A trail of ants marching across the kitchen counter to help themselves to your sugar bowl is not a welcome sight. Ants can wreak havoc on your pantry and disturb your peace. While the sugar ants that commonly invade kitchens aren't harmful to people, outside in your yard and garden fire ants pose a threat to plants, pets and people. Fire ant stings are painful and can kill if the person bitten suffers an allergic reaction. Fire ants kill birds, small mammals and beneficial insects and can destroy garden produce. Pesticides can be effective in killing ants, but they also harm everything else living in the yard, from robins to toads. Alternative methods require more effort and patience, but can be effective.
In the Yard
Bring 3 gallons of water to a boil. Pour the boiling water over the ant mound. The National Parks Service reports that this method of control destroys 60 percent of the mounds treated.
Destroy the mound by digging or by dragging a plow blade across it. The method is only effective right before a frost. Without the protection of the mound, freezing temperatures will kill ants and prevent them from rebuilding as quickly.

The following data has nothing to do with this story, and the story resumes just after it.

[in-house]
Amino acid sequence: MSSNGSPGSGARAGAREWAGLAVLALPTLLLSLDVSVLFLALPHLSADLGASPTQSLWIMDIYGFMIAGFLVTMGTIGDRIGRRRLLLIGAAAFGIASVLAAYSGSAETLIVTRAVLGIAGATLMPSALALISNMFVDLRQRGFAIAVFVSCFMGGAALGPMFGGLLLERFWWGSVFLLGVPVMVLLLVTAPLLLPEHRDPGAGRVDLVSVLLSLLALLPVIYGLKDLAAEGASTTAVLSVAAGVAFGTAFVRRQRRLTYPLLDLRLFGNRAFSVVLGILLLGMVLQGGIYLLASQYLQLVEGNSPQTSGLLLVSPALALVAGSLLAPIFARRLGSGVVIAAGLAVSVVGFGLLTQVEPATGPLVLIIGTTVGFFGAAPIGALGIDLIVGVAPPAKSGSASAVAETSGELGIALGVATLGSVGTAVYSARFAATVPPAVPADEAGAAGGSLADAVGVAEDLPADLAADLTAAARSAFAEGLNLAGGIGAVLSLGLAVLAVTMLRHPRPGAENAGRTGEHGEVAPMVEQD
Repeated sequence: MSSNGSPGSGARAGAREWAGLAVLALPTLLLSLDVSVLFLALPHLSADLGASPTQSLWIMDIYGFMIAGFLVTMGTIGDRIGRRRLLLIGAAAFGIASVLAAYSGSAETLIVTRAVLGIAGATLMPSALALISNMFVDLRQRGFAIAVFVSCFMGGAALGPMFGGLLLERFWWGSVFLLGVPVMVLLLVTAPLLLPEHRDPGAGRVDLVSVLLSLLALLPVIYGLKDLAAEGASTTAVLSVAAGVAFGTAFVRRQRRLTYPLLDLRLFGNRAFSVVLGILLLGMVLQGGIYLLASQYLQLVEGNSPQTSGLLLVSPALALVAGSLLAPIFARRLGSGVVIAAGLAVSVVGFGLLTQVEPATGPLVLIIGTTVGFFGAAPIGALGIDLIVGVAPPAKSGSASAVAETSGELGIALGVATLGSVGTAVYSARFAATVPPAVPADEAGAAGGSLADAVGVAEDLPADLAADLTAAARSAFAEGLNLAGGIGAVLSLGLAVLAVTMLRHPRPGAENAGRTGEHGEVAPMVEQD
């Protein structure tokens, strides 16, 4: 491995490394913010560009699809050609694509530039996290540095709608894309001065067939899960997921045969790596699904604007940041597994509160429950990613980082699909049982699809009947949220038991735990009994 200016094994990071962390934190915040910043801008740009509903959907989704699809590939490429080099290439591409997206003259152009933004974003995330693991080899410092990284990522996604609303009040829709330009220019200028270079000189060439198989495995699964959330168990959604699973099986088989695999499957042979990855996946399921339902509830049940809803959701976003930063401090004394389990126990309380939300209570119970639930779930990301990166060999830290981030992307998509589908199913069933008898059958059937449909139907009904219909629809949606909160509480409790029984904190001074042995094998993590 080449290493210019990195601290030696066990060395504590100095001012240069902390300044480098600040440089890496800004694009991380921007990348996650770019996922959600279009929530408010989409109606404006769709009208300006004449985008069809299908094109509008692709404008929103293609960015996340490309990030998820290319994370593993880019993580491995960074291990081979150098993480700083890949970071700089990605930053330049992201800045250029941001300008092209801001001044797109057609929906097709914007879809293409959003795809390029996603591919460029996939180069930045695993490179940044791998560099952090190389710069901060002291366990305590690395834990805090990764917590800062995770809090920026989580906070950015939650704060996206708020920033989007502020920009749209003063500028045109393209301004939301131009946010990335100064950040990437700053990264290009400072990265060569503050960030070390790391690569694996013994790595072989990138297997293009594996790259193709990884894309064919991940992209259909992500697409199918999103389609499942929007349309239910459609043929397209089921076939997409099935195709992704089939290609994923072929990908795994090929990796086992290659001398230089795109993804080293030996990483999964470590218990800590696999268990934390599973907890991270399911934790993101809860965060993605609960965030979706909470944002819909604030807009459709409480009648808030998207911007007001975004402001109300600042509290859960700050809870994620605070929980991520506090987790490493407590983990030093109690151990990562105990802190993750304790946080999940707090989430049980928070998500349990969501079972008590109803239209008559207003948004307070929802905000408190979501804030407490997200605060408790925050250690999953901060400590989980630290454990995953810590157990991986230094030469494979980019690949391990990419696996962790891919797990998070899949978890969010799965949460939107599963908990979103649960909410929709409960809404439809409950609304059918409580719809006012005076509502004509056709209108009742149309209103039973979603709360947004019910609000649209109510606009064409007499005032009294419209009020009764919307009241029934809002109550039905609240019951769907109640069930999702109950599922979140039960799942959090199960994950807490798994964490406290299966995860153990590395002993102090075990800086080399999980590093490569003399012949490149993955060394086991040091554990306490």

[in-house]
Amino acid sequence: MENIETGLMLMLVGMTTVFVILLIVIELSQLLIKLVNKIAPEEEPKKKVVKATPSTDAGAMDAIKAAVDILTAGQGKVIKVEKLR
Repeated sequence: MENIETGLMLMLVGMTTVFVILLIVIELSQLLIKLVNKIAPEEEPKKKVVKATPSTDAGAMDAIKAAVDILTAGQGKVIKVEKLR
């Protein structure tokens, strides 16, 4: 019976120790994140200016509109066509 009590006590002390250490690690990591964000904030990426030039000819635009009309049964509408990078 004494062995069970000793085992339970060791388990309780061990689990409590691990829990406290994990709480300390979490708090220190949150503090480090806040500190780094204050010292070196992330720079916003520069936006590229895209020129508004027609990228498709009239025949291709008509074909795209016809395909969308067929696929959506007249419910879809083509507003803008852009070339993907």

Broadcast an ant bait with the active ingredient fenoxycarb. Fenoxycarb is not a pesticide, but an insect growth regulator. It poses no harm to pets or other species.
In the Home
Spray ants and ant trails with soapy water or window cleaner and wipe up. This kills the ants and eliminates their scent trails.
Locate the points where ants are entering the house by following trails of ants. Seal any openings with silicone caulk.
Mix 1 cup white sugar with ½ cup borax. Place 1 tbsp. of this mixture in jar lids and set around the kitchen, out of reach of children or pets. The sugar will attract the ants and the borax will kill them after they've returned to the nest and ingested it.
About this Author
Cynthia James is the author of more than 40 novels and her nonfiction work has appeared in publications ranging from Modern Bride to Popular Mechanics. A graduate of Sam Houston State University, she has a degree in economics. Before turning to freelancing full time, James worked as a newspaper reporter, travel agent and medical clinic manager.